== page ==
V. What?s Wrong With Urban Growth Boundaries?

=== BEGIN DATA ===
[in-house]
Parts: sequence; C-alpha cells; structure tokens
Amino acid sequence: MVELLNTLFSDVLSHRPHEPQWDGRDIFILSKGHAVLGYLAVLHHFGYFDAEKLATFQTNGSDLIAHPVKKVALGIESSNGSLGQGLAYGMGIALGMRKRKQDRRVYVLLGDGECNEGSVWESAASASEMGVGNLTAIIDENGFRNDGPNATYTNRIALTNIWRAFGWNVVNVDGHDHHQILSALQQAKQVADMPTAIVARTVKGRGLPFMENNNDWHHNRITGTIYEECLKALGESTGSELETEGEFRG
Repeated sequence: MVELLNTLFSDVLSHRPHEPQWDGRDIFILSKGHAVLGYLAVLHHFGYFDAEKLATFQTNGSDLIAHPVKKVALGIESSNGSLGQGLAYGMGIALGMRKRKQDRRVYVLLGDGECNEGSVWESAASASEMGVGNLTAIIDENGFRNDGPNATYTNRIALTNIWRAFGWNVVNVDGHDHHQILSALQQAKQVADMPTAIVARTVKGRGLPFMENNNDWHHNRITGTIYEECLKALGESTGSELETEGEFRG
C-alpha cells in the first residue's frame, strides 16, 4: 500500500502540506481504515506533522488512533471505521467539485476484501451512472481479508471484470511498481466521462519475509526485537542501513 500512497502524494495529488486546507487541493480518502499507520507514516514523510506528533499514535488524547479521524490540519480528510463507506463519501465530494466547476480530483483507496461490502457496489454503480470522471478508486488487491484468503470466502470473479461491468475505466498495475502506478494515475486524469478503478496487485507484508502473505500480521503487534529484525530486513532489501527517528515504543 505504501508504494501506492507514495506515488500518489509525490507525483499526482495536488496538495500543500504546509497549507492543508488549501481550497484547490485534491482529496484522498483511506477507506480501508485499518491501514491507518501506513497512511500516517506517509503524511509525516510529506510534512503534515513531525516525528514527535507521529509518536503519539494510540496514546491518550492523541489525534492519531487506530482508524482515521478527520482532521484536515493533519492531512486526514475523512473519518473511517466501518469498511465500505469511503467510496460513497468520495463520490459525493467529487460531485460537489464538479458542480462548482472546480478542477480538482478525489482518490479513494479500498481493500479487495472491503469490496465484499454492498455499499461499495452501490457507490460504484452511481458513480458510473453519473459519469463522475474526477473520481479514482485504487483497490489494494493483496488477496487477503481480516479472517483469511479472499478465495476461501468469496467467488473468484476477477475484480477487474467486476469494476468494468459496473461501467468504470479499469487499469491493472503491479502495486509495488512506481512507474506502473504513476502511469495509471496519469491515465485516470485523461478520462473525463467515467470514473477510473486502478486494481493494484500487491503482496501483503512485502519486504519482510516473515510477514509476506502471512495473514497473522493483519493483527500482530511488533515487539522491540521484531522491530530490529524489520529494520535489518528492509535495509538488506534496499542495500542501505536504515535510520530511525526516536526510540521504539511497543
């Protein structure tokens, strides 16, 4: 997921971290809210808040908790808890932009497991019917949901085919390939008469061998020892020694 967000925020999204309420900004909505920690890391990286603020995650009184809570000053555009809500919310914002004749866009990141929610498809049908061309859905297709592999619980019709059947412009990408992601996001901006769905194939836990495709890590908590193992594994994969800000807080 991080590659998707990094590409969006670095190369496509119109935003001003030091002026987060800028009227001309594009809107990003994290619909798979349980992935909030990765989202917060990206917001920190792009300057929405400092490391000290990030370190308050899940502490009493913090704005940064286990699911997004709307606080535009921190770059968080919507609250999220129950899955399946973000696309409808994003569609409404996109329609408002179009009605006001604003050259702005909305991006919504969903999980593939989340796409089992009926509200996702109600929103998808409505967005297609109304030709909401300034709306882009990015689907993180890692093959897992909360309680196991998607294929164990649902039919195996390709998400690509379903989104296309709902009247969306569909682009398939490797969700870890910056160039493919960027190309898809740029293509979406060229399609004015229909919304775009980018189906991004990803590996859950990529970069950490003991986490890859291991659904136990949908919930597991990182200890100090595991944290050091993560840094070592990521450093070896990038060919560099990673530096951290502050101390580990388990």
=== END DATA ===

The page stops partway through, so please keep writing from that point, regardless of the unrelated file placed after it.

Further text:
C.A.R. cites several flaws with UGB?s in its opposition to them. A. Inflexibility Typically, UGB?s are imposed for periods of up to twenty years. Furthermore, the lines cannot be redrawn nor can major exceptions be made–both of which might be necessary to accommodate unexpected growth–without voter approval. B. Overcrowding and Housing Affordability C.A.R. supports infill development and higher density to accommodate affordable housing; however, the higher density that inevitably occurs when UGB?s are imposed, combined with the latter?s inflexibility, leaves local elected officials defenseless against problems of overcrowding. Conversely, UGB?s do not provide local officials with the resources they need to address the factors ina community that typically work against higher density development (i.e., NIMBYism). Furthermore, the lack of choices in land development created by UGB?s puts pressure on housing prices, but local officials are left without the creativity they need to provide for affordable housing, which makes it more difficult for localities to meet their regional fair share housing allocations. C. Leapfrogging and Hobby Farms Often, UGB?s can backfire. The lack of a safety valve to accommodate rapid growth, cheap land in outlying areas, market preferences for single-family homes, and the mobility afforded by the automobile can cause leapfrogging andhobby farms. Leapfrogging occurs when development jumps to outlying jurisdictions. The recent passage of UGB?s in Sonoma County came in response to rapid growth which itself occurred due to similar policies passed in Marin County. Hobby farms, otherwiseknown as ranchettes, spring up within areas set aside for agricultural or rural designation. This occurs when wealthy homebuyers purchase the minimum amount of acreage needed to meet the land?s rural zoning. These “farms” contradict the purpose of UGB?s by creating a pattern of rural residential development well in advance of the availability of services. D. Takings Restrictions on the development of land outside a fixed UGB may leave a city open to claims by private landowners that the city is committinga taking without just compensation for the economic use of their land. However, jurisdictions typically avoid this by ensuring that the restricted land retains some economic use, such as agriculture.